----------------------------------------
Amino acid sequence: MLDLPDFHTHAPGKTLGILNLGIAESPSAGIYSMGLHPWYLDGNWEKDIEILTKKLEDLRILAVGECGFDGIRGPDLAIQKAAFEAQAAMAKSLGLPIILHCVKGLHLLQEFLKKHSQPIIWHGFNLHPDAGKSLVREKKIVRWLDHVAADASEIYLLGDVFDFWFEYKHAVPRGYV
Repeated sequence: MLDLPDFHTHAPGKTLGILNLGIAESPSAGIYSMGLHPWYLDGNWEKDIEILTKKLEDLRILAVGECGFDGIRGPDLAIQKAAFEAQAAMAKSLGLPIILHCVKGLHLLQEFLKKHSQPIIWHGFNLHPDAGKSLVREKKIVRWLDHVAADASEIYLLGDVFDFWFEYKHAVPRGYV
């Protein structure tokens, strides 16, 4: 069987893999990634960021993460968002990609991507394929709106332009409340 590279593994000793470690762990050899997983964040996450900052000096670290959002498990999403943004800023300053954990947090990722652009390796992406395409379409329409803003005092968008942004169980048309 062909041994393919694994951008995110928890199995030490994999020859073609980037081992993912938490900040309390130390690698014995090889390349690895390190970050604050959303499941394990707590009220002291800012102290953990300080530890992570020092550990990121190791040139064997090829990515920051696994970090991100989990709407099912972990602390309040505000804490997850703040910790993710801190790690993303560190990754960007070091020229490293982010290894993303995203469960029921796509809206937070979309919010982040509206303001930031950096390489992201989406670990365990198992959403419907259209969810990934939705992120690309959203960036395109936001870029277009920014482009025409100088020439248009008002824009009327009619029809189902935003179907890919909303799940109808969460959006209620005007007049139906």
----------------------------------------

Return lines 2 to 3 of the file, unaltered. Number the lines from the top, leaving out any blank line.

Repeated sequence: MLDLPDFHTHAPGKTLGILNLGIAESPSAGIYSMGLHPWYLDGNWEKDIEILTKKLEDLRILAVGECGFDGIRGPDLAIQKAAFEAQAAMAKSLGLPIILHCVKGLHLLQEFLKKHSQPIIWHGFNLHPDAGKSLVREKKIVRWLDHVAADASEIYLLGDVFDFWFEYKHAVPRGYV
């Protein structure tokens, strides 16, 4: 069987893999990634960021993460968002990609991507394929709106332009409340 590279593994000793470690762990050899997983964040996450900052000096670290959002498990999403943004800023300053954990947090990722652009390796992406395409379409329409803003005092968008942004169980048309 062909041994393919694994951008995110928890199995030490994999020859073609980037081992993912938490900040309390130390690698014995090889390349690895390190970050604050959303499941394990707590009220002291800012102290953990300080530890992570020092550990990121190791040139064997090829990515920051696994970090991100989990709407099912972990602390309040505000804490997850703040910790993710801190790690993303560190990754960007070091020229490293982010290894993303995203469960029921796509809206937070979309919010982040509206303001930031950096390489992201989406670990365990198992959403419907259209969810990934939705992120690309959203960036395109936001870029277009920014482009025409100088020439248009008002824009009327009619029809189902935003179907890919909303799940109808969460959006209620005007007049139906």